Mouth into the Cells) it is convey 'd into the fecond 
Stomach i and yet, when there, great Part of it con- 
tinues in its fpherical or oval Form, (till undigested, 



Z z z 2 as 



[ 542 ] 

as view'd by him with his Glaffes ; and con/equentljr 
muft be convey'd further, before it be thoroughly 
digefted, and the Particles broke; yet this he fup- 
pofes is reconvey'd upwards through both the Sto- 
machs, and is emitted by its Mouth; and forms his 
Judgment from his Obfervation, that the Bee, when 
working, and finifhing the Cells, nips with ics Teeth 
the Wax, where it is too thick, or wrong laid; and 
has obferved a Motion of its Tongue as it were 
fmoothing or laying on more Materials, which he 
thinks muft be then difchare'd from the Stomach 
by its Mouth. 

What makes me difagree with him in his Opinion 
and Obfervations, is from the Remarks I have made, 
that the Faces of the Bee difcharg'd by the Anti^ 
after the Farina is digefted, is the true Wax. We 
may with Truth believe, that the Farina^ which is 
the'male Seed of all Vegetables, confifts of a Spirit 
or moving Principle, floating in a fwcet Oil, fur- 
rounded by an exterior Coat or Shell, in which is 
that Monade that impregnates the Grain or Fruit, 
and makes it prolific; that, upon Separation or Di-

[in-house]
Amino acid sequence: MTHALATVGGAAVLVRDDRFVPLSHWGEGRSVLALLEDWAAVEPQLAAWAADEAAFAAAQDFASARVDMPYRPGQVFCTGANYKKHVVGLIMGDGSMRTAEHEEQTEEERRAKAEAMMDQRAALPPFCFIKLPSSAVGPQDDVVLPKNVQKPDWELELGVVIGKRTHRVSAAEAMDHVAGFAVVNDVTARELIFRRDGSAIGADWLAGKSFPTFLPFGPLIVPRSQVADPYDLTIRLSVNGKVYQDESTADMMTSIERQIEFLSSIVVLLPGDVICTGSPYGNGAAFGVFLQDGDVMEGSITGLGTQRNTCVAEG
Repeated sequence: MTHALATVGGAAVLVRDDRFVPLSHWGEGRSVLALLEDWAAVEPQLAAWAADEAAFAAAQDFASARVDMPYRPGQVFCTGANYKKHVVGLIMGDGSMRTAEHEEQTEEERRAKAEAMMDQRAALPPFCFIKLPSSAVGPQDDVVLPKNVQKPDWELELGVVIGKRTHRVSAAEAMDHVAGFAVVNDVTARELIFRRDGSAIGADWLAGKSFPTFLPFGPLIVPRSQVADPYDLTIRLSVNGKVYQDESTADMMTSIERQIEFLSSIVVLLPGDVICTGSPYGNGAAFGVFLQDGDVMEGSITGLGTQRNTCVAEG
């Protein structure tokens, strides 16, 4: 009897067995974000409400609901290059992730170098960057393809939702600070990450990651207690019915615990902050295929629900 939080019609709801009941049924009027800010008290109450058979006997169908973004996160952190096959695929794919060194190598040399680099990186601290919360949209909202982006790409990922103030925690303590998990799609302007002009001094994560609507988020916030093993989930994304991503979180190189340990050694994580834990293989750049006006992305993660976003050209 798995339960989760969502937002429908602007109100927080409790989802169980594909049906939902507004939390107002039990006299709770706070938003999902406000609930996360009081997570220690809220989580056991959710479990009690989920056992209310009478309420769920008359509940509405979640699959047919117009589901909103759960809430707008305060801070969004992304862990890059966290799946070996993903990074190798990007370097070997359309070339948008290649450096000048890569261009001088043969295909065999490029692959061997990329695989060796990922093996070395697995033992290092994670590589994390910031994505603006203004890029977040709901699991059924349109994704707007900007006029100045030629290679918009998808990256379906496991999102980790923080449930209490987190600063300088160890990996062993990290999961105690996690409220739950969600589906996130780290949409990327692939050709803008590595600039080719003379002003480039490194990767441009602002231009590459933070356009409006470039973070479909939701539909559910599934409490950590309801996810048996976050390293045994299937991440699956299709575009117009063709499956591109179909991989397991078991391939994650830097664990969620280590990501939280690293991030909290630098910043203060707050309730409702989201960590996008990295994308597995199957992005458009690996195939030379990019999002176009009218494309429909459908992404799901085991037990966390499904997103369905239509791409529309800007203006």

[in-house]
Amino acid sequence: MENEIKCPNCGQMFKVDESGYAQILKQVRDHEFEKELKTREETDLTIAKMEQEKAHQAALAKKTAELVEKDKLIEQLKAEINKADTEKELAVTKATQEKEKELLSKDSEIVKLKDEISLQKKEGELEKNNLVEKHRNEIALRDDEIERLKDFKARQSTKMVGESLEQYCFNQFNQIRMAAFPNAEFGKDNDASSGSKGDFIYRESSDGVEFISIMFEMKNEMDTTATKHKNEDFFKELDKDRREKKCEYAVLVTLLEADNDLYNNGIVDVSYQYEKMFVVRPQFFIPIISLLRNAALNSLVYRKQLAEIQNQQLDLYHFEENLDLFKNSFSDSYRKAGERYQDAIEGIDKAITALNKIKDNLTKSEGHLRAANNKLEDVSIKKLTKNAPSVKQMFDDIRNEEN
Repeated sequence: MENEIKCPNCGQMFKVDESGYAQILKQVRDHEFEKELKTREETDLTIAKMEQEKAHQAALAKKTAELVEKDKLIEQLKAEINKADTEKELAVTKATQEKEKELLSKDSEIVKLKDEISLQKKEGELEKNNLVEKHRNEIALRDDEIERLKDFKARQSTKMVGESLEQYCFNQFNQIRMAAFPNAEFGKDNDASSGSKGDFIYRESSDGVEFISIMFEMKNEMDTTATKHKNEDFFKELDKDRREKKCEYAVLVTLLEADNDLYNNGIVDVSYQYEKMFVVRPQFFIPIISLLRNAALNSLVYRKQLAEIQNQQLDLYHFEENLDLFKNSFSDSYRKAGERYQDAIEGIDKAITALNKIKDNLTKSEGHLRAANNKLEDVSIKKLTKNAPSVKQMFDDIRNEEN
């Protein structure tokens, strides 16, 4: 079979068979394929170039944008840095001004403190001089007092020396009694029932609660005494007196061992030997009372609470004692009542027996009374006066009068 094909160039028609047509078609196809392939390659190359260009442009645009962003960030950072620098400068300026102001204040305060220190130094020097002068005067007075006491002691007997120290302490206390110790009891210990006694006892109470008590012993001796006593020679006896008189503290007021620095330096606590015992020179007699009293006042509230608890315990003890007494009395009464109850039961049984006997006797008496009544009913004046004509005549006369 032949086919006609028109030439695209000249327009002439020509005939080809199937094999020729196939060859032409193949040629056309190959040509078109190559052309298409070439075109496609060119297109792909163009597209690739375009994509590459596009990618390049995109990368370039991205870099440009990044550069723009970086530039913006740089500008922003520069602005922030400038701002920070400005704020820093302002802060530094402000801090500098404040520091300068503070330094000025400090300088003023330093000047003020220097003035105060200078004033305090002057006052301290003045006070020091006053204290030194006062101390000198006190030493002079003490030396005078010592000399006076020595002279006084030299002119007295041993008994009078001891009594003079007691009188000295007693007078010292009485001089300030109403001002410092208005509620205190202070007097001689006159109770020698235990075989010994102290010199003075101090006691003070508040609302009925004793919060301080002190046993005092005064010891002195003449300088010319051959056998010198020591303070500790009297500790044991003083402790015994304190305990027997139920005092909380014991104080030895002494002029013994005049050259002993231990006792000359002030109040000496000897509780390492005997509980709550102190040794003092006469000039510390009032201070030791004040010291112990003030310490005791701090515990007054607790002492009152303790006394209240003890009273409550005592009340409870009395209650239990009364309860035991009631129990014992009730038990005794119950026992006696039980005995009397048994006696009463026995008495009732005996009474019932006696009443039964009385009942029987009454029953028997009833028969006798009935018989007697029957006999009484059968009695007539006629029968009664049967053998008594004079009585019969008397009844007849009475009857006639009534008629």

geft ion, this Spirit an J Sweet Oil becomes the Nou- 
■fiftiment of the Bee ; which Spirit is of the fame 
Nature with the Animalcules in femine mafculino 
of Animals, and becomes the animal Spirits in the 
Bee and other Animals $ and perhaps the true Honey 
is the fweet Oil included in the Farina: And as ail 
Vegetables abound with thefe vegetable vivifying 
Atoms, fince, from many, every Bud is capable of 
increafing each Species, fo the true Honey breaking 
through ics Shell by great Heat, occasions thofe Honey- 
Dews obferv'd in hot Weather upon the Leaves and 

Flowers 



[ 543 ] 

Flowers of moft Vegetables 5 which is no more than 
an Exfudation from the Leaves and Bloffomsofthefc 
Veflels that break with the Heat; befides thofe that 
appear on the Apices of Flowers, which afterwards 
impregnates the Fruit, 

Of this inward Subftancc of the Farina, diluted 
with Water, after Digeftion, is formed the Bouillee 
and Jelly, which the Bees difcharge upwards by the 
Mouth, into the Cell?, to nourifh the young Bees 
until they become Nympha*, whilft the Husk or 
outer Coat is diilharg'd by the Amis, and becomes 
the genuine Wax. 

I have frequently, when Bees have been fwarming, 
had them alight upon my Hands and Cloaths,- and 
many, at different times, have difcharged their Faces 
thereupon : This I have taken oif, and found it of 
the Confidence of warm Wax, with the fame gluti- 
nous adhering Quality, not crumbling like the Farina. 
I have alfo diftinguifh'd it by the Smelt to be Wax; 
but it had a heavier ftronger Smell, as it was frefh 
anj warm from the Bee. 

What further confirmed me in this FacV, was from 
my Obfcrvation of the Bees when working up their 
Comb in a glafs Hive; where I have conftantly feeu 
(and mult believe it impofiible not to be obferved 
by fo accurate an Obferver as M. Reaumur) that 
feverai Bees, foon after one another, have by hafty 
Steps, walk'd along a Comb then forming, for 
the Length of two or three Cells, bending their